$28.9 million for the Department of Motor Vehicles. This is a $1.9 million increase (7 percent) over FY2016. This budget is primarily a maintenance of effort budget and will ensure the continuation of DMV services and offerings at all current locations. The budget will also support the relocation of the mobile operation in White River Junction to a new leased space. DMV continues to exceed customer expectations, achieving a 94 percent customer favorability rating from July 2014 to June 2015. Average wait times also continue to exceed established goals in two of our offices. Ninety-two percent (92%) of our customers at the Rutland and Springfield offices received services in an average time of 30 minutes or less. Other DMV offices experienced rates of 70% to 88%. In FY2015 the DMV branch offices experienced a 13% increase in customers (56,687) and an 11% increase in transactions (47,081). This increase can be attributed to the REAL ID license requirements. DMV is also responsible for collecting an estimated $321 million in taxes and fees during FY2017. The Governor has designated DMV as the lead agency for enforcement of regulations dealing with commercial motor vehicles as well as the enforcement of state vehicle size and weight regulations. These enforcement efforts enhance highway safety and protect our infrastructure. DMV has state and federal performance expectations that must be met regarding the number of commercial vehicles inspected and weighed throughout Vermont.
$111.1 million for paving. This is an $11.1 million increase (11 percent) over FY2016. This paving budget demonstrates our continued commitment to improve the condition of the state’s highway network. A robust paving program is essential to maintaining the State’s existing infrastructure, and supporting Vermonters’ safety and mobility. This funding will improve over 200 miles of state highway through traditional resurfacing, district leveling and preventive maintenance treatments. These investments will continue our record of improvements to pavement conditions. The percentage of pavements rated in very poor condition has declined from a high of 36 percent in 2008 to 15 percent in 2015; which is 2% higher than the 2014 pavement condition.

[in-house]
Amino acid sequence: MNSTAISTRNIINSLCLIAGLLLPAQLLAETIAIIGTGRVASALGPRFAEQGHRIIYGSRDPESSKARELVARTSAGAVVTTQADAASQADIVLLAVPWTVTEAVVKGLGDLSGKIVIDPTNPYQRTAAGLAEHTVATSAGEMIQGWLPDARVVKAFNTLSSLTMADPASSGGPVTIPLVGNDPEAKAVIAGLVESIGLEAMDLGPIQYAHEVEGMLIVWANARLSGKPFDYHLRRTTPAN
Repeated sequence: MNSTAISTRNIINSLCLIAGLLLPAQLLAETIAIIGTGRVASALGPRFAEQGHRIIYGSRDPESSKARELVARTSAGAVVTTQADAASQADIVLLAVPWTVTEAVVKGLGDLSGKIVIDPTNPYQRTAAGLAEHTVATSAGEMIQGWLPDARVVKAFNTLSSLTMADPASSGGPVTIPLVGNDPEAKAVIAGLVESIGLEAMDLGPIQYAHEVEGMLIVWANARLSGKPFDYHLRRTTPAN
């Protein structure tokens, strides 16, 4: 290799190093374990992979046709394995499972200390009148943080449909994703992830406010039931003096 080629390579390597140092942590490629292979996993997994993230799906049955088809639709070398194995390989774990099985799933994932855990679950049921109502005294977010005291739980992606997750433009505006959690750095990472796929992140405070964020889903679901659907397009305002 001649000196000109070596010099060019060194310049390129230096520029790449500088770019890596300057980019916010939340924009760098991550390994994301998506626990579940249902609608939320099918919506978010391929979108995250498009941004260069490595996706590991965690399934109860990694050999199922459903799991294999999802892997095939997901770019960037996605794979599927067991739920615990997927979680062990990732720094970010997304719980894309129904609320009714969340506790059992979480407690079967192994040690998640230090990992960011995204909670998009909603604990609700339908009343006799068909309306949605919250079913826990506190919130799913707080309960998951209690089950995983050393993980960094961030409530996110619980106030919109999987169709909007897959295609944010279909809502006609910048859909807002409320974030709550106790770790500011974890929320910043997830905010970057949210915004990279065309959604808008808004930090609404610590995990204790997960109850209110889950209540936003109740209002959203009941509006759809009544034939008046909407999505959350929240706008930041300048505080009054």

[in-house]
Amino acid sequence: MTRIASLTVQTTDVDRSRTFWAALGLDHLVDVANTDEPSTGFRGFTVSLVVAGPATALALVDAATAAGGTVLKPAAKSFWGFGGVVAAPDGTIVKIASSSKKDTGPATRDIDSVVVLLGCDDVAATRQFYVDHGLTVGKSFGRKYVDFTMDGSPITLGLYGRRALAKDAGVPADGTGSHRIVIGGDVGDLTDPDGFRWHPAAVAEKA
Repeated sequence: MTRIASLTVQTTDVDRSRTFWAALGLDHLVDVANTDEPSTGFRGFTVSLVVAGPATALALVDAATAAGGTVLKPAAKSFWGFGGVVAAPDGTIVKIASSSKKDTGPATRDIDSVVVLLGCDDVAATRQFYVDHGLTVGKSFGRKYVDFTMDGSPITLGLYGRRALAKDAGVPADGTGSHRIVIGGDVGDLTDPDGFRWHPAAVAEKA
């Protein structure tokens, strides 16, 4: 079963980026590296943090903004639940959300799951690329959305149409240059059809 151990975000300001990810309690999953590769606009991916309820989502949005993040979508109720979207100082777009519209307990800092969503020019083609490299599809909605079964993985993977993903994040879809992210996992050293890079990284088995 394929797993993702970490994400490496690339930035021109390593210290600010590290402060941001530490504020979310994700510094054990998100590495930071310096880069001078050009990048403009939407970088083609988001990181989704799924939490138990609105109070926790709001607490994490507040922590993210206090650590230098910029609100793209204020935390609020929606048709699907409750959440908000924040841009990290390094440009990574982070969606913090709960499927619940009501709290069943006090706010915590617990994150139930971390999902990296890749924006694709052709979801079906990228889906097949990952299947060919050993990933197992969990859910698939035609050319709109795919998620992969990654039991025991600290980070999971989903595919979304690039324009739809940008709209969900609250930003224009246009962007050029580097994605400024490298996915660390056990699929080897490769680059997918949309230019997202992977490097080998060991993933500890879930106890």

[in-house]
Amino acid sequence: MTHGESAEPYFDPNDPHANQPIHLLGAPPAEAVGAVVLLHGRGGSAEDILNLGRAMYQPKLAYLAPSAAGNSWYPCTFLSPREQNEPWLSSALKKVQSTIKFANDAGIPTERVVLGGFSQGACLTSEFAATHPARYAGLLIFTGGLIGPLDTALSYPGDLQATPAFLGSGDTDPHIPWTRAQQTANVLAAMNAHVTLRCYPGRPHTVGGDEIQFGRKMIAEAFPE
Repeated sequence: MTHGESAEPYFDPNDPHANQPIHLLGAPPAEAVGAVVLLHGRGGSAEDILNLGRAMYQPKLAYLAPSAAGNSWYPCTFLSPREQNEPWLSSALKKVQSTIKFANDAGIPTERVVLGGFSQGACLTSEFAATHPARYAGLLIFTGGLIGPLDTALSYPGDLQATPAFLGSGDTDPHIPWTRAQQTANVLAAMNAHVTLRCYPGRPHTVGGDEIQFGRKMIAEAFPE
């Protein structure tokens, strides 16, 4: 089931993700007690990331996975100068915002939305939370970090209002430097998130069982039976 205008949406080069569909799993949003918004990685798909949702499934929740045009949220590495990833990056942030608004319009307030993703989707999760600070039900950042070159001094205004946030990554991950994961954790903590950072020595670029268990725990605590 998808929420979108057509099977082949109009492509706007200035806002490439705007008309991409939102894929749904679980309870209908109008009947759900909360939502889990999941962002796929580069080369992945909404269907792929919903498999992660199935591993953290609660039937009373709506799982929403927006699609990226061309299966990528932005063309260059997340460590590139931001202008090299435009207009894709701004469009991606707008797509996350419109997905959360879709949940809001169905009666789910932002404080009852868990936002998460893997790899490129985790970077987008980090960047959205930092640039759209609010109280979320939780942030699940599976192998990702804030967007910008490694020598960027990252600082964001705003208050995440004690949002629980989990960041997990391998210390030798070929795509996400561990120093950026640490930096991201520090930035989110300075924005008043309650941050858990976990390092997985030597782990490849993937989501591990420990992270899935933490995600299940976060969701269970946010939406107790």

$105.1 million for bridges. This is an $11.1 million decrease (10 percent) from FY2016, and is the seventh consecutive year that planned bridge spending has topped $100 million. The decrease is attributed to reduced levels of available federal funds, and the completion of Irene-related bridge projects.
$31.1 million for roadway. This is a $12.3 million decrease (28 percent) from FY2016. The roadway budget includes approximately $5.5 million in construction funds for continued Irene repair work, consisting of improvements to several corridors that were impacted by Irene and the repair of multiple, individual storm damaged sites. The remainder of the funding for the program is primarily infrastructure related for such projects as roadway reconstruction, culvert replacement, and slope/ledge repair/removal.
$17.4 million for highway safety and traffic operations. This is a $620,000 decrease (3 percent) from FY2016. Highway safety activities for this program are identified through the Highway Safety Improvement Program and the Strategic Highway Safety Plan.
$2.6 million for park-and-ride facilities. This is a $73,000 decrease (3 percent) from FY2016. This year’s budget proposal includes funds for scoping two park & ride facilities. It also includes construction funds for five park & ride facilities. Of these, one is a new facility and four are being enlarged and/or upgraded. All told this will result in the addition of over 159 spaces. It also includes continued funding of $250,000 for the municipal park & ride program.